Olga Balema’s objects appear bewildering. Formed of industrial materials such as plastic or metal there is something organic inherent in them at the same time. They revolve around the relationship between man and environment, an environment which today is irreversably shaped by humans. The works in her exhibition for Capri are installed in tight abundance, while at Kunstverein Nürnberg, where they were previously seen, they were spread more generously. They allude to agricultural food production and our associated consumer behavior. Overproduction, in all its absurdity and aggression, is noticeable up close in Balema’s installation within the small space.
The theme of agriculture, the use of plants and animals has always been characterized not only by utilitarianism, but also by violent occupation, manipulation and exploitation, which rapidly increases with industrialization. The problematics of excess and technical mastery of the earth have already been discussed in the 1950s by philosophers such as Günter Anders, Georg Jünger or Martin Heidegger: "The world becomes an object. The earth itself can only show itself as the object of attack. Nature appears (...) the subject of technology." In his famous lecture The Question Concerning Technology (1953) Heidegger speaks of the technical access that transforms nature into potential “inventory”, a mere resource that may constanly be re-calculated.
In her sculptures Balema references this aspect and at the same time opens our eyes to the "monstrous", the "strange", which is always inherent in the perception of nature.
With the exhibition title Blasted Heath she refers to the name of a manor house from HP Lovecraft's story The Colour Out of Space which tells of a meteor strike: the explosion contaminates every life in the area, vegetation grows exuberantly but loses all aroma and flavor, animals are born insane and with deformed bodies, people go mad and die one after the other. The term "Blasted Heath" is also found in Shakespeare’s Macbeth, filmed by Roman Polanski in 1971 - it's the barren land on which the witches live; a magical and dangerous place in a story about misguided ambition. Perhaps Lovecraft found the name for the farm in his narrative here.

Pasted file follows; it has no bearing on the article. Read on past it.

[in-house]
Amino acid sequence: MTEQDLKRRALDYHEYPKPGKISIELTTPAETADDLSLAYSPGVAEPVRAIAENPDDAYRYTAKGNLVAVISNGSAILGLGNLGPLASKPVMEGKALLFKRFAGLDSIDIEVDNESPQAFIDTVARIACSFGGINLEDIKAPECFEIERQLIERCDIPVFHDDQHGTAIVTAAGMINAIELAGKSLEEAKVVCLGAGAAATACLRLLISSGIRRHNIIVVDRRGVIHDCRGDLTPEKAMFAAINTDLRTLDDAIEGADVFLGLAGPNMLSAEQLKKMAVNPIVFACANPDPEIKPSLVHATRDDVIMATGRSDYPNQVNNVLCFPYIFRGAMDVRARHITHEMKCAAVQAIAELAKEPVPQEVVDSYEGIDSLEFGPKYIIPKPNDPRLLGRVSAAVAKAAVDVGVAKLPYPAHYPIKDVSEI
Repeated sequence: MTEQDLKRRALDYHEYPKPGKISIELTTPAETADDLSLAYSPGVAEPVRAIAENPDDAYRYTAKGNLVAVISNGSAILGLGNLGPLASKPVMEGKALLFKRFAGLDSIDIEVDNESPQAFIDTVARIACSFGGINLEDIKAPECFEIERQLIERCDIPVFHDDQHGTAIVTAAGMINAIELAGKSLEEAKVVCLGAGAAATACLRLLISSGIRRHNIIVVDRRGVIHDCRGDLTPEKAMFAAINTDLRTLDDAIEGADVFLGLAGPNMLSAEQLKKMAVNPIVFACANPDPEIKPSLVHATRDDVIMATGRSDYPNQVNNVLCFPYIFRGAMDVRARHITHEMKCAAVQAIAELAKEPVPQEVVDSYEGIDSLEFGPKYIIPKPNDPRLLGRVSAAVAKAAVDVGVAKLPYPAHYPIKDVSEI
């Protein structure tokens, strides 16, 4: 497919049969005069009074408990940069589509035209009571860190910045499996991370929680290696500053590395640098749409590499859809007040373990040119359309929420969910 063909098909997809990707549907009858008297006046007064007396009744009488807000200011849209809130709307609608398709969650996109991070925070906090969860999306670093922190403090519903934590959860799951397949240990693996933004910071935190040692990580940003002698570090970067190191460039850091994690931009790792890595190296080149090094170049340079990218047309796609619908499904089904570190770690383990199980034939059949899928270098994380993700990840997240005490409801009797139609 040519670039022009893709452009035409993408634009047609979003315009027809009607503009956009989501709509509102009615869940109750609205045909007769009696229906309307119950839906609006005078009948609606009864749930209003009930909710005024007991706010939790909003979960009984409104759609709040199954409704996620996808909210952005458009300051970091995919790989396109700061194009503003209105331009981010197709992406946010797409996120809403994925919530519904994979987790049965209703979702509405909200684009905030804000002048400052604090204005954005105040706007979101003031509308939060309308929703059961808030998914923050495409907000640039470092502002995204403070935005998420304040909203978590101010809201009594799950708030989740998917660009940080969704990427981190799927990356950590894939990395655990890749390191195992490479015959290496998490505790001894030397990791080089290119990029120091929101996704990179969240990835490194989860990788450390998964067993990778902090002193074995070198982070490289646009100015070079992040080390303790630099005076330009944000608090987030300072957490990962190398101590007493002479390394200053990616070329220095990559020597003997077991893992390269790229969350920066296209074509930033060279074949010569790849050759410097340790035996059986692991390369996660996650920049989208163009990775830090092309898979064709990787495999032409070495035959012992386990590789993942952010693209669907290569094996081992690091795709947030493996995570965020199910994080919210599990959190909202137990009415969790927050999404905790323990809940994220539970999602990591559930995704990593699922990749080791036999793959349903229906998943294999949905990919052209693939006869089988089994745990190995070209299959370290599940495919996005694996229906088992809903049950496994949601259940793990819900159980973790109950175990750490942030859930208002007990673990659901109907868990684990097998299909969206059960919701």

Balema’s installation at Capri is reminiscent of a barn that might belong to this farm. The sculptures have titles such as "Natural submission", "Latest scientific research" or "Full of pests" and, due to their shape and colors, remind of feeding throughs both archaic and industrial at the same time. In her metal sculptures "Regulatory Bodies" or "Weeds I - IV" Balema combines strong materials such as metal with organic materials such as salt pickled cucumber slices. Corrosion and oxidation appear on the surfaces, pointing to decay and the power of physical processes. Lettering on the metal sculptures refers to government authorities, who see themselves as institutions for the preservation and renewal of water, soil and land.
Olga Balema (* 1984, Lviv, Ukraine) lives in Berlin. She studied sculpture at University of Iowa, USA and New Media at University of California, Los Angeles. In recent years she showed solo exhibitions at Croy Nielsen, Berlin and at High Art, Paris. She has participated in numerous group shows, including Nature after Nature at Fridericianum, Kassel in 2014, the 2015 Triennial at New Museum, New York.
Martin Heidegger, Nietzsche. In two volumes, Pfullingen 1961, p. 166 (transl. by Ewald Osers, Harvard University Press, 1998)